New Zealand appears to be at a crossroad. This next article discusses our need to reduce the numbers of cattle in New Zealand and look at the efficiency of our farming practices, as we seek to rein in greenhouse gas emissions. The question is not if we need to reduce overall numbers, but by how many and how fast?
Globally, twice as much land is used to raise cattle, pigs and other animals than is used to grow crops. One clear way to remove livestock from the emissions equation, is to start eating less meat and even look to alternatives.
While eating insects may be a challenging thought for most western nations, 2,000 species of insects are already being eaten across 119 nations today. Fake or imitation meat such as tofu or textured vegetable protein is also now seeing significant innovation and development, and promises the same taste as real meat.
Another area that could provide a good source of protein (with less emissions too) is fish farming, but in this case deep water off shore aquaculture. Whilst predominantly from a US perspective, this article examines the positives associated with deep fast flowing water aquaculture and how the adverse problems with shallow water aquaculture are largely overcome.
If we are going to utilise the oceans for aquaculture, we are certainly going to have to look after them better. We next look at ‘Why Ocean is the new climate & what it means for business’. Oceans are finally getting the attention they deserve, with a UN conference to be held in early June this year. Increasing ocean acidification is damaging the entire food chain. It also doesn’t help when humans are disposing of plastic in such a poor manner, that currently there are estimated to be 5.25 trillion pieces of plastic polluting global oceans today.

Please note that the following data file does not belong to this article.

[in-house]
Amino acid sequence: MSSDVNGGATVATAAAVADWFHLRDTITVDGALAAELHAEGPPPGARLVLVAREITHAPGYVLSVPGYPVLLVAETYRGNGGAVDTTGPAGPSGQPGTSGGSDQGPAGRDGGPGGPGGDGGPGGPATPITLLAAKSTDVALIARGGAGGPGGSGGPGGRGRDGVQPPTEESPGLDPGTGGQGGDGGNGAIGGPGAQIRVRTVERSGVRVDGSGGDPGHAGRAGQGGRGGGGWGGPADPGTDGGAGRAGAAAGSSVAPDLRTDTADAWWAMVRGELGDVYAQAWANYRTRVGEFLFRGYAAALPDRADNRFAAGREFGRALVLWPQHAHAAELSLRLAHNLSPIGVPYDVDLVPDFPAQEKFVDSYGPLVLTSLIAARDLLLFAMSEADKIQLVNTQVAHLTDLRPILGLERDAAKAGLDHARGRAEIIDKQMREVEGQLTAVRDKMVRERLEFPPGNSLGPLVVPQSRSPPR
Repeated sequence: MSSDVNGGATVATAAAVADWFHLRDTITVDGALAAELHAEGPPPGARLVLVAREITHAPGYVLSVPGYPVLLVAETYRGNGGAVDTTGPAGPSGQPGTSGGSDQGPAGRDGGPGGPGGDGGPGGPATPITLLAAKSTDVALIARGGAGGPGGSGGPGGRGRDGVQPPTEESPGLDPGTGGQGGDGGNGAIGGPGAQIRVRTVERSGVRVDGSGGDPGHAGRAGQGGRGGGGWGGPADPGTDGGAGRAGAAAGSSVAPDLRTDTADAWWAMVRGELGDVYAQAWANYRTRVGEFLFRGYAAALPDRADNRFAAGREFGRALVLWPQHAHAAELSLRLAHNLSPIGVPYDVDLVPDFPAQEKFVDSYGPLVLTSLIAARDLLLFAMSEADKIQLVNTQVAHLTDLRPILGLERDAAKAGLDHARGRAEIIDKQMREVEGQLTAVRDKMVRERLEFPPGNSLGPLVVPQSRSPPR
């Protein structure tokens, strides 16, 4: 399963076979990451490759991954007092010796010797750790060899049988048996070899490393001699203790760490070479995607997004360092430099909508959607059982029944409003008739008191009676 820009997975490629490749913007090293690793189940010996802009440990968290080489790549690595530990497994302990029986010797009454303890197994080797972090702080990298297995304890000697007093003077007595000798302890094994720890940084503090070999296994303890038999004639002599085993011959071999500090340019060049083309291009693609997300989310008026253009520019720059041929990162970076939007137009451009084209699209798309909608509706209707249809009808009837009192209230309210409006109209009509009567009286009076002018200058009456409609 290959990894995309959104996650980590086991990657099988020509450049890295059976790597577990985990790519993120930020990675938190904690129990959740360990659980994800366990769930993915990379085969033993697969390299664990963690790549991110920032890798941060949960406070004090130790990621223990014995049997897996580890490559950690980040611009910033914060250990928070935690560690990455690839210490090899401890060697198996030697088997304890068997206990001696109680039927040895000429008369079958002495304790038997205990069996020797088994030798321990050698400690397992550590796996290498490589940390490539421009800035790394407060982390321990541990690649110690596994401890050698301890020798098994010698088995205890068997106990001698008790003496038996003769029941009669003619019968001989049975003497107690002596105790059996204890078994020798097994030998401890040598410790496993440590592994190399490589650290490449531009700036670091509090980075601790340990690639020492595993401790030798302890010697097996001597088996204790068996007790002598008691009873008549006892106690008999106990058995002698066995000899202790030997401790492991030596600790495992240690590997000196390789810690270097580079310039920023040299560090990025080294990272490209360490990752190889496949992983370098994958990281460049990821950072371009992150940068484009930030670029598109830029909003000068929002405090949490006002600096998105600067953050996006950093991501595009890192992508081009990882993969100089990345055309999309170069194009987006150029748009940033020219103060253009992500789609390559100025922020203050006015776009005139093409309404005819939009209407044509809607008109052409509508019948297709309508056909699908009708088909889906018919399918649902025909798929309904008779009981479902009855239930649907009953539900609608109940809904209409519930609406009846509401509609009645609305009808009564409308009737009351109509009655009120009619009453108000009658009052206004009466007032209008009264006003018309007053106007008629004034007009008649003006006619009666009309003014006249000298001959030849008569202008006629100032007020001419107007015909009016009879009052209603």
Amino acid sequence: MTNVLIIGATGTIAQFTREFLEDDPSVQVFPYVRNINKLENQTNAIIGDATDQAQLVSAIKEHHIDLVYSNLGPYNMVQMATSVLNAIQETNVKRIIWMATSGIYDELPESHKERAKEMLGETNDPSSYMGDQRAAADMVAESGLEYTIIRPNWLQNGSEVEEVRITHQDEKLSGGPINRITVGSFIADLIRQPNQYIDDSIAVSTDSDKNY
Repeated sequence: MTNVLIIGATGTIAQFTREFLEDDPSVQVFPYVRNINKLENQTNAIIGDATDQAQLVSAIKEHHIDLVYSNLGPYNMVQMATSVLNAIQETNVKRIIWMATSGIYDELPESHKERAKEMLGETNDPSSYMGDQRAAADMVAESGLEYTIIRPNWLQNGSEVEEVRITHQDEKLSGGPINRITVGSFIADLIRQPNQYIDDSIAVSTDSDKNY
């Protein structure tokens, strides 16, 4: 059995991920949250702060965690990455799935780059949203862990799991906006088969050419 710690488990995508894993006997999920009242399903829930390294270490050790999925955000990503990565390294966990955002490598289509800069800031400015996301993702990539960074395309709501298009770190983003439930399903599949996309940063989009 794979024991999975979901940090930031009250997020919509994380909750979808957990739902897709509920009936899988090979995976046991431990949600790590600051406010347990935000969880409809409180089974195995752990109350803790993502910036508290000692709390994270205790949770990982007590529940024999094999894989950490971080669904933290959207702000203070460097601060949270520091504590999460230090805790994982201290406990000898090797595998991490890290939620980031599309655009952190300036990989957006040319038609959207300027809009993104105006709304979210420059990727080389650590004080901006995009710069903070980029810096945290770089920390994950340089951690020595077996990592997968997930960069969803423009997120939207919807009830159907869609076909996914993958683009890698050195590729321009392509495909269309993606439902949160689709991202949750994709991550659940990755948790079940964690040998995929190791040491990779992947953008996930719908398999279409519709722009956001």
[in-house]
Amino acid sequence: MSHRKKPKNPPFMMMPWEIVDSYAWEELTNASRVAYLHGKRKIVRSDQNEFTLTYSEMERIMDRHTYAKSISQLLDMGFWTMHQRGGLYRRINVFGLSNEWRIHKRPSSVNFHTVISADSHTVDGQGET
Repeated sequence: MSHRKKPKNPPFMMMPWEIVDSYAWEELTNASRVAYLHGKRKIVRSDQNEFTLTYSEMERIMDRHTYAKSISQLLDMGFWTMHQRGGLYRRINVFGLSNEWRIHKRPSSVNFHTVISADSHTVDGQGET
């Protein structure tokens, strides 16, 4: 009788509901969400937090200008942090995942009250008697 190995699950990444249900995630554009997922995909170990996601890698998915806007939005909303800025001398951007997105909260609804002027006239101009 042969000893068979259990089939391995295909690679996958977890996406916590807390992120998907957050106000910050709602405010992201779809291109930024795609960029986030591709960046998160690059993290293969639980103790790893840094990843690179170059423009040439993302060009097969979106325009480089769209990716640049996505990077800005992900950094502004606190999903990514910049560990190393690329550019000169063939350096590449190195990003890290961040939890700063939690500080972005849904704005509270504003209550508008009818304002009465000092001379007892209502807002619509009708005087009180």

Currently, whether it be share of federal taxes, voting power or federal benefits, US urban centres are being underrepresented. This is primarily due to nations historically relying on mineral and agricultural resources for income. However, things are starting to change; cities are eager to make steps towards managing a sustainable future, and some are making progress. For example, every US city that has moved away from a monopoly utility provider, has been able to source cheaper, cleaner energy. But there is still a way to go; although some cities are larger than some smaller UN nations, the World Bank will not loan to cities, so funding is still an issue. But all moving in the right path, with cities slowly being treated equitably in regards to voting power and access to public funding.